Break up the garlic bulb into cloves. You don’t need to pull off the papery covering like in cooking. To get them off to a good start and protect them from fungal diseases, soak them in enough water to cover, containing one tablespoon of baking soda and a tablespoon of liquid seaweed for a few hours before planting. Garlic should be planted in the fall. Timing of planting should be within two weeks of the first frost (32°F) so they develop roots, but do not emerge above ground.
Cloves should be planted with the flat or root end down and pointed end up, 2 inches beneath the soil. Set the cloves about 6 to 8 inches apart. Top the soil with 6 inches of mulch; leaf, straw or dried grass clippings work well.
Smaller shrubs like rhododendrons, will benefit from using fresh cut branches of conifers [spruce, pine]. Direct the thick end into the ground near the crown of the plant, and intermingle the branches together. This will provide a windbreak and help stop branch breakage from the weight of snow. If the shrub is taller than the conifer branches, tie them together at different heights to protect the whole shrub.
Another method of providing protection is to use horticultural fleece, plastic, wind-break netting or commercially made covers like below. This method should be used on all late-season planted evergreens, as they may not have developed an adequate root system yet, and can dry out from harsh winds.
Most soils in the Midwestern region are alkaline and consist of high concentrations of clay. Contrary to some opinions, there are more plants available for this soil type than any other.
Choose a location that meets the criteria for the types of plants being chosen i.e. sunny location for annuals and vegetables, or a shady location for a woodland garden.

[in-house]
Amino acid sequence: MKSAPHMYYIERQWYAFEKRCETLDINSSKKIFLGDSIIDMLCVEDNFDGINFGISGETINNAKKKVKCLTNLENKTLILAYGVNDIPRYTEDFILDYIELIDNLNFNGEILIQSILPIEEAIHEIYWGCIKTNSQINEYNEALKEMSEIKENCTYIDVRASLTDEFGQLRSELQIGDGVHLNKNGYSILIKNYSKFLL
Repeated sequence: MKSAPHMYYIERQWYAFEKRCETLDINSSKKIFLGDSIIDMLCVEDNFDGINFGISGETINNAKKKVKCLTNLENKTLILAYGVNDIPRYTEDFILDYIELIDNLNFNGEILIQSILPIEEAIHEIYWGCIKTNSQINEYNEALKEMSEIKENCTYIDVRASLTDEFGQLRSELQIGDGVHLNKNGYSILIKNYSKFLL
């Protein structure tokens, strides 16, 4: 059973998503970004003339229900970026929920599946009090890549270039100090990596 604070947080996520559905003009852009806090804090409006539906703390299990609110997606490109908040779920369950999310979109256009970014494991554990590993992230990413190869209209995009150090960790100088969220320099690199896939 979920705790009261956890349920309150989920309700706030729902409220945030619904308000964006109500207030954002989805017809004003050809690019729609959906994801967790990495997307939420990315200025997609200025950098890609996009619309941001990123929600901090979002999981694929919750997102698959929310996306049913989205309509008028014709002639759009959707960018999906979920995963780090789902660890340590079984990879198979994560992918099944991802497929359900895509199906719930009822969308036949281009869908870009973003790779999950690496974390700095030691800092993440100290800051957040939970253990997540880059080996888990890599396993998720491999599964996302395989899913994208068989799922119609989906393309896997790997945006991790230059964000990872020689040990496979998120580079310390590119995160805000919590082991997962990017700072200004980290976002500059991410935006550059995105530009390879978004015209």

Many factors must be considered when pruning any type of shrub or tree. Proper pruning technique is necessary, and is described further at Trees are Good. Identification of the plant, along with knowing it’s growth or habit, flowering schedule, and reason for pruning, is also imperative.
Pruning of dead, dying, or diseased limbs should be done at anytime. The 3 D’s! Many problems can be avoided if the problems are not allowed to spread throughout the tree or even to the neighboring trees.
My houseplants enjoy their summers outside on the porch. I feel the living room looks a bit bare when they get moved out, however, I don’t spend much time in the house during the summer either!!
When it’s time to bring everyone back into the house, there are a few things that need to be done to insure a safe, pest-free winter. Otherwise, things can go bad fast…
I then make sure the pot drains correctly and that the pot is rinsed off of dirt or any other cling-ons. This will become difficult to do if you can’t bring it outside to correct.
Some of my plants need amendments, like my orange tree prefers acid soil in this land of limestone well water. I add the garden sulfur as directed and water it in thoroughly. Again this is something you really can’t do after the plant is inside with only a reservoir under the pot. I do give some of them a bit of fertilizer, however I only give it sparingly.
Mechanical damage and improper tree maintenance kills more trees than any insects or diseases. This how-to guide will hopefully teach you how NOT to treat your tree friends. .. However, if you’re the sadistic type and love spending money replacing trees, this is a great read for you also!
1 – “Top” the tree which promotes watersprouts that weaken trees and encourage pests and disease.
Do not top trees. Tree heights can be lessened by proper crown reduction that doesn’t stimulate watersprout growth.
2 – Leave co-dominant leaders to promote “V” growth and splitting during winds and storms.
When a tree is young, select one or the other of the competing upright branches to be the main branch and cut the other off. Do not buy a tree with these characteristics.
3 – Leave crossing branches to rub protective bark and create wounds.
Prune branches that cross and rub in order to prevent bark wounds.
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